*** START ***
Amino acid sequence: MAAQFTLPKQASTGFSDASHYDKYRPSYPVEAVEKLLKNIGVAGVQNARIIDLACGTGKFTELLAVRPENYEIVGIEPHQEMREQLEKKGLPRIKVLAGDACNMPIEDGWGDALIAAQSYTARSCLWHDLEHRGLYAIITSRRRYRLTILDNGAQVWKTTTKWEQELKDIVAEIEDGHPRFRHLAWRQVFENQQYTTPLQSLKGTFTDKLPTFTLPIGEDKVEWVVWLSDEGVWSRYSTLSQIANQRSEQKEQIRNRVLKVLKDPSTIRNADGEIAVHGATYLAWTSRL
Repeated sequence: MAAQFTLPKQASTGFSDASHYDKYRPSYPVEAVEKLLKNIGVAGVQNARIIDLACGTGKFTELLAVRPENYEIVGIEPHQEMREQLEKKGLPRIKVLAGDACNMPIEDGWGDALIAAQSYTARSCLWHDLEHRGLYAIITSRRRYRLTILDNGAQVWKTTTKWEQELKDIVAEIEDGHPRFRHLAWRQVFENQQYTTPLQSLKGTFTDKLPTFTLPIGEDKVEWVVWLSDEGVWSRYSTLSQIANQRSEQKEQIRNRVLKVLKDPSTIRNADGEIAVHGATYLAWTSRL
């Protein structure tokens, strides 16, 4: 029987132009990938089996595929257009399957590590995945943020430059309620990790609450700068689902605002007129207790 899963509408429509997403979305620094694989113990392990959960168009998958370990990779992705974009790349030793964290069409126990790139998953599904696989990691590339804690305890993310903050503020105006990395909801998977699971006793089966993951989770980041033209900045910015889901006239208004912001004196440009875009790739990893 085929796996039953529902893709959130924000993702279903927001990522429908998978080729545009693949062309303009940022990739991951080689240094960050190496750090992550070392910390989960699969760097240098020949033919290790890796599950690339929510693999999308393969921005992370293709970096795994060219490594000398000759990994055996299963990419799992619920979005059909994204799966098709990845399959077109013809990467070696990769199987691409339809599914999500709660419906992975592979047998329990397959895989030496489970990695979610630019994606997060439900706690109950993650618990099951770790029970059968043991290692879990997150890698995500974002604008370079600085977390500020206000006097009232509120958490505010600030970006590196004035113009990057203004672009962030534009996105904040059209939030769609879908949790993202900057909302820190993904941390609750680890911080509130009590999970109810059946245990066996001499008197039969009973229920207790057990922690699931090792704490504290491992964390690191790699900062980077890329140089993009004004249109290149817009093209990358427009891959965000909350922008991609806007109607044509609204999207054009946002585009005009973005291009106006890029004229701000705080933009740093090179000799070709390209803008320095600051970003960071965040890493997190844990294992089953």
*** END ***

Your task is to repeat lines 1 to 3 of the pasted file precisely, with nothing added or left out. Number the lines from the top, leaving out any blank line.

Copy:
Amino acid sequence: MAAQFTLPKQASTGFSDASHYDKYRPSYPVEAVEKLLKNIGVAGVQNARIIDLACGTGKFTELLAVRPENYEIVGIEPHQEMREQLEKKGLPRIKVLAGDACNMPIEDGWGDALIAAQSYTARSCLWHDLEHRGLYAIITSRRRYRLTILDNGAQVWKTTTKWEQELKDIVAEIEDGHPRFRHLAWRQVFENQQYTTPLQSLKGTFTDKLPTFTLPIGEDKVEWVVWLSDEGVWSRYSTLSQIANQRSEQKEQIRNRVLKVLKDPSTIRNADGEIAVHGATYLAWTSRL
Repeated sequence: MAAQFTLPKQASTGFSDASHYDKYRPSYPVEAVEKLLKNIGVAGVQNARIIDLACGTGKFTELLAVRPENYEIVGIEPHQEMREQLEKKGLPRIKVLAGDACNMPIEDGWGDALIAAQSYTARSCLWHDLEHRGLYAIITSRRRYRLTILDNGAQVWKTTTKWEQELKDIVAEIEDGHPRFRHLAWRQVFENQQYTTPLQSLKGTFTDKLPTFTLPIGEDKVEWVVWLSDEGVWSRYSTLSQIANQRSEQKEQIRNRVLKVLKDPSTIRNADGEIAVHGATYLAWTSRL
């Protein structure tokens, strides 16, 4: 029987132009990938089996595929257009399957590590995945943020430059309620990790609450700068689902605002007129207790 899963509408429509997403979305620094694989113990392990959960168009998958370990990779992705974009790349030793964290069409126990790139998953599904696989990691590339804690305890993310903050503020105006990395909801998977699971006793089966993951989770980041033209900045910015889901006239208004912001004196440009875009790739990893 085929796996039953529902893709959130924000993702279903927001990522429908998978080729545009693949062309303009940022990739991951080689240094960050190496750090992550070392910390989960699969760097240098020949033919290790890796599950690339929510693999999308393969921005992370293709970096795994060219490594000398000759990994055996299963990419799992619920979005059909994204799966098709990845399959077109013809990467070696990769199987691409339809599914999500709660419906992975592979047998329990397959895989030496489970990695979610630019994606997060439900706690109950993650618990099951770790029970059968043991290692879990997150890698995500974002604008370079600085977390500020206000006097009232509120958490505010600030970006590196004035113009990057203004672009962030534009996105904040059209939030769609879908949790993202900057909302820190993904941390609750680890911080509130009590999970109810059946245990066996001499008197039969009973229920207790057990922690699931090792704490504290491992964390690191790699900062980077890329140089993009004004249109290149817009093209990358427009891959965000909350922008991609806007109607044509609204999207054009946002585009005009973005291009106006890029004229701000705080933009740093090179000799070709390209803008320095600051970003960071965040890493997190844990294992089953």